John Douglas Moore
My research interests have centered on curvature and topology of submanifolds in Euclidean space, and
the theory of minimal surfaces in Riemannian manifolds.
One of my early theorems shows that compact
Riemannian manifolds which have positive sectional curvature and admit codimension two isometric immersions in
Euclidean space must be homeomorphic to spheres. The proof is presented in a Proceedings AMS note,
Codimension two submanifolds of positive curvature,
that appeared in 1978, and is based upon Morse theory of the height function.
Later, in collaboration with Mario Micallef, I gave a proof of the sphere theorem from Riemannian geometry using minimal surfaces, which appeared in the Annals of Math of 1988:
Minimal two-spheres and the topology of manifolds with positive curvature on totally isotropic two-planes.
An interesting fact uncovered by the proof is that the relevant curvature for the study of stability
of minimal surfaces in Riemannian manifolds is isotropic curvature. The argument for the sphere theorem uses Morse theory
of the alpha-energy of Sacks and Uhlenbeck to show that a compact simply connected Riemannian manifold with positive isotropic
curvature of dimension at least four must be homeomorphic to a sphere. This extends an earlier sphere theorem of Berger,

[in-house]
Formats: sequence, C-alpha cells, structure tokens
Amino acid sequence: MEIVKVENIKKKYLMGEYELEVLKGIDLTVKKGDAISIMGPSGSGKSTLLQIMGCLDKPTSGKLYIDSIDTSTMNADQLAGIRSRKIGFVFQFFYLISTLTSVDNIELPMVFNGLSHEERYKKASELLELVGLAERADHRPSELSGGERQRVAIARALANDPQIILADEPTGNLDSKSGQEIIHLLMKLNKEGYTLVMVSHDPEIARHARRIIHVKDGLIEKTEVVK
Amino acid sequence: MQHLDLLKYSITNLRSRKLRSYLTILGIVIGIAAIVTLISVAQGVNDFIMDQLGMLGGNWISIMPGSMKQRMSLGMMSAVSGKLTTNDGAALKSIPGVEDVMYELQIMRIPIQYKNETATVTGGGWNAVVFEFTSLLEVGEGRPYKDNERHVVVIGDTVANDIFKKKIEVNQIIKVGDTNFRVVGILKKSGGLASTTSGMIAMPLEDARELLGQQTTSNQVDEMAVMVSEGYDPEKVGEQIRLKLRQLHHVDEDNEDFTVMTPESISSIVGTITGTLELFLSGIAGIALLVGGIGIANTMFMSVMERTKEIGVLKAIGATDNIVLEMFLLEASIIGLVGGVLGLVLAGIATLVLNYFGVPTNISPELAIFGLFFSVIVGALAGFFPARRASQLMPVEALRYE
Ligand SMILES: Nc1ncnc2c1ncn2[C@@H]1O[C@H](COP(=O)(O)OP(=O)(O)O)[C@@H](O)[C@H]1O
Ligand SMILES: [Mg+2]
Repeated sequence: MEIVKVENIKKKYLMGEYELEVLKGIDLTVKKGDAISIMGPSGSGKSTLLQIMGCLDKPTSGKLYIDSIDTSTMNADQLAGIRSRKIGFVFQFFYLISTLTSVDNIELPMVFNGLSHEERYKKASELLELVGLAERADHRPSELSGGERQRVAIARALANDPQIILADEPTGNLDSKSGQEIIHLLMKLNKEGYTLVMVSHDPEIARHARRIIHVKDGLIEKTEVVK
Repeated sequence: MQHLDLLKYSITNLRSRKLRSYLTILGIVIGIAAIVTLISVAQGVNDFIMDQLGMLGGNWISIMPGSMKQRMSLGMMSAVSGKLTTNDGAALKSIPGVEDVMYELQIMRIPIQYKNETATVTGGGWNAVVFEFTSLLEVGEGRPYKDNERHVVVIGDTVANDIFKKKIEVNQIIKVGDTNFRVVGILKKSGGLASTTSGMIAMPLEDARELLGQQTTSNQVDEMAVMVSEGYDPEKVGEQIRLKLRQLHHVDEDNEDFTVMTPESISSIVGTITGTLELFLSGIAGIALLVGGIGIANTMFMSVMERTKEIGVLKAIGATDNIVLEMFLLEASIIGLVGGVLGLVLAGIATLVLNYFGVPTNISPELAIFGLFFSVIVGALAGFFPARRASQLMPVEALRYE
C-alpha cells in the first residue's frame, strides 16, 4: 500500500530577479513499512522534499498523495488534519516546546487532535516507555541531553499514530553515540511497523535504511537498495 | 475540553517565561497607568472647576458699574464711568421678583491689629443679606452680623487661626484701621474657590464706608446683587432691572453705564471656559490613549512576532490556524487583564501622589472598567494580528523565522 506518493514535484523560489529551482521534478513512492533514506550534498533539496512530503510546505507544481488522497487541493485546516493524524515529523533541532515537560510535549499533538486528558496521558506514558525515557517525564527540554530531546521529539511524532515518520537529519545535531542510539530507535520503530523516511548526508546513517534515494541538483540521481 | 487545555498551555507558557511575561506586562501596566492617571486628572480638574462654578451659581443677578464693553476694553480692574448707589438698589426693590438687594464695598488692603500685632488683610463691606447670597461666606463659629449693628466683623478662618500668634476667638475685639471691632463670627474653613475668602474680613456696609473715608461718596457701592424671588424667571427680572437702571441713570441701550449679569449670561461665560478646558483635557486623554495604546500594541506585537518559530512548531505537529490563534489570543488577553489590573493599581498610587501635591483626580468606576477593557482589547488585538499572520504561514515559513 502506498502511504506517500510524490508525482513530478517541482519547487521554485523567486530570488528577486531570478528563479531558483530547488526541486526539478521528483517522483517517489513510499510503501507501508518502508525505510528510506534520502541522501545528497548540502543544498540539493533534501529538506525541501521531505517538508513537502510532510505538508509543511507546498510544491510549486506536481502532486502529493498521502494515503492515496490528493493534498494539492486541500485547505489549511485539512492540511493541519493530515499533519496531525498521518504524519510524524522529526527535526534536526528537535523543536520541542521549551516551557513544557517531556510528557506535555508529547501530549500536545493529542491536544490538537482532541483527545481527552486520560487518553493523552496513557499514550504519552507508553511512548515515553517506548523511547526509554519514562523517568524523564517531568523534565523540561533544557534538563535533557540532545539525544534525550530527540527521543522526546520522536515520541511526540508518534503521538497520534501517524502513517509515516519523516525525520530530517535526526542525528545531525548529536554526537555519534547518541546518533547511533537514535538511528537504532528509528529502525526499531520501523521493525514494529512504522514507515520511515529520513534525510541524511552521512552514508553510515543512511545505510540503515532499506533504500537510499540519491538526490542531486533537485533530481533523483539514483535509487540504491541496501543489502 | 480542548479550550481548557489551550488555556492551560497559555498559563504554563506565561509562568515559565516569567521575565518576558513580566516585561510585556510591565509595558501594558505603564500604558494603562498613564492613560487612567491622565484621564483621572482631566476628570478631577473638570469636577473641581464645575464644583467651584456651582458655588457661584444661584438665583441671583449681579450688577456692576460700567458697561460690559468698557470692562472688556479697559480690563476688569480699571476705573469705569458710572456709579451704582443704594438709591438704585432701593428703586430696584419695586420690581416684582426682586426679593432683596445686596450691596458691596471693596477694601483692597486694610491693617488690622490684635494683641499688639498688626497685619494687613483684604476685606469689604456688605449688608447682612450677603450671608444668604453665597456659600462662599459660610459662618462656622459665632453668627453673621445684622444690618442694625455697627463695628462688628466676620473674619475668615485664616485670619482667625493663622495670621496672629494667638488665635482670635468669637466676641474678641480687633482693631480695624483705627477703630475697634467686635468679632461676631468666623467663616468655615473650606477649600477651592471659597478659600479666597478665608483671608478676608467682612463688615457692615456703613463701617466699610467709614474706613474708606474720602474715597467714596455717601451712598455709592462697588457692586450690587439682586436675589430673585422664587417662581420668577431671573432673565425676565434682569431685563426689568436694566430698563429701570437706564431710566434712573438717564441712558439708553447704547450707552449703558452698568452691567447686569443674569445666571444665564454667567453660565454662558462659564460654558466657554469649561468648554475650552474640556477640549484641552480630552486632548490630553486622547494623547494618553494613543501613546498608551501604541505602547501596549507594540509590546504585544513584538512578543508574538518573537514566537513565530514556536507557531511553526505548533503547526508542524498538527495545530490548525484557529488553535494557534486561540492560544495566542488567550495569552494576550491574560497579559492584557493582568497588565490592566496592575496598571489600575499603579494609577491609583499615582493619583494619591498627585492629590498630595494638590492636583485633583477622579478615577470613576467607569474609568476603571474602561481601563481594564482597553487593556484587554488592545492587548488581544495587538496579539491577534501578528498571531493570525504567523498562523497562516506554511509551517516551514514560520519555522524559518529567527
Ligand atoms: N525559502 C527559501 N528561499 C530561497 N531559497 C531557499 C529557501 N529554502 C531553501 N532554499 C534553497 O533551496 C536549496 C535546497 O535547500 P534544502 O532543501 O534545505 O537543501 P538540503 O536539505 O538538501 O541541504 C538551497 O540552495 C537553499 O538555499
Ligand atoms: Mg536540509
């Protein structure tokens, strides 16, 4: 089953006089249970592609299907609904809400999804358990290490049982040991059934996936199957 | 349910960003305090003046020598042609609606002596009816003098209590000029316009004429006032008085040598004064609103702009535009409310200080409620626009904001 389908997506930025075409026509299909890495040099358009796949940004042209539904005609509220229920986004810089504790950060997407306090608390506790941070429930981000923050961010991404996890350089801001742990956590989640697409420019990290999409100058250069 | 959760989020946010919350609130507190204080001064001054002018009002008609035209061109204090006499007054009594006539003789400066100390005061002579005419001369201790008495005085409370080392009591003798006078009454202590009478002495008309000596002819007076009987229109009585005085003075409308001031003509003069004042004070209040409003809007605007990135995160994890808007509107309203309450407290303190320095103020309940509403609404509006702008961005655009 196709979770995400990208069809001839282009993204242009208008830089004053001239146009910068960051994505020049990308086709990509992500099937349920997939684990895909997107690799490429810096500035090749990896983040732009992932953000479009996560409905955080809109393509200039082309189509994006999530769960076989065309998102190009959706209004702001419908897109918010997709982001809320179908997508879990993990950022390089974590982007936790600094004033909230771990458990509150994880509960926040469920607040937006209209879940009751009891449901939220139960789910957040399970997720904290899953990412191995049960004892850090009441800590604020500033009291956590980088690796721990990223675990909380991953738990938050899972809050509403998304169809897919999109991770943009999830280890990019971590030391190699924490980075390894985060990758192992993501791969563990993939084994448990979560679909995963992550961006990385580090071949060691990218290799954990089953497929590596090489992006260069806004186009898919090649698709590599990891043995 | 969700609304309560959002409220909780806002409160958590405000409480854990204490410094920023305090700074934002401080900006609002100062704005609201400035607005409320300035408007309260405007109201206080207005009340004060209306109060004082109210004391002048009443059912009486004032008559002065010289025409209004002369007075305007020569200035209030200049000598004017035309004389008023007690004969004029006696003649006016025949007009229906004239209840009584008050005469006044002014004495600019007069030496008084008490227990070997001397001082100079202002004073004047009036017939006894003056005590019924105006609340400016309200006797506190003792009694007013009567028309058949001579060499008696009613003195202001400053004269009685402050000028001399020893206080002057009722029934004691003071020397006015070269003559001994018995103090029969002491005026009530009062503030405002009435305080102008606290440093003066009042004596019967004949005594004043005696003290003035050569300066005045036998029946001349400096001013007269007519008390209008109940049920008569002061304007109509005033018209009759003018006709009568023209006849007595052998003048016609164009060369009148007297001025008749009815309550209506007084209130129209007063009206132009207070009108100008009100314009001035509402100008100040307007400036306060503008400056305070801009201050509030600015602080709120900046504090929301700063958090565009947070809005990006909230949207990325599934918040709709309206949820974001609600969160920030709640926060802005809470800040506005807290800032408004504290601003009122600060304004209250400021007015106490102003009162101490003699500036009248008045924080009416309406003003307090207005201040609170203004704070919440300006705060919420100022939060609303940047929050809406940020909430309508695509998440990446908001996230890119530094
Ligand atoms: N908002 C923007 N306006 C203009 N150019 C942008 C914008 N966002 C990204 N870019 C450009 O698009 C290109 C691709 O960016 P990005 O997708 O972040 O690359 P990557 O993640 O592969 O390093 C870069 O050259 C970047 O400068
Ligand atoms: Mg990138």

Klingenberg and Toponogov, which was proven using geodesics instead of minimal surfaces.
Recently, my research has focused on developing a partial Morse theory for closed parametrized minimal surfaces in compact Riemannian manifolds which should be analogous to the Morse theory of smooth closed geodesics.
The first step in this program is the Bumpy Metric Theorem which states that for generic metrics, all parametrized minimal surfaces are free
of branch points and lie on nondegenerate critical submanifolds which are orbits for the identity component G of the group of complex automorphisms of the domain.
This is proven in the last chapter of my book, Introduction to global analysis:
minimal surfaces in Riemannian manifolds.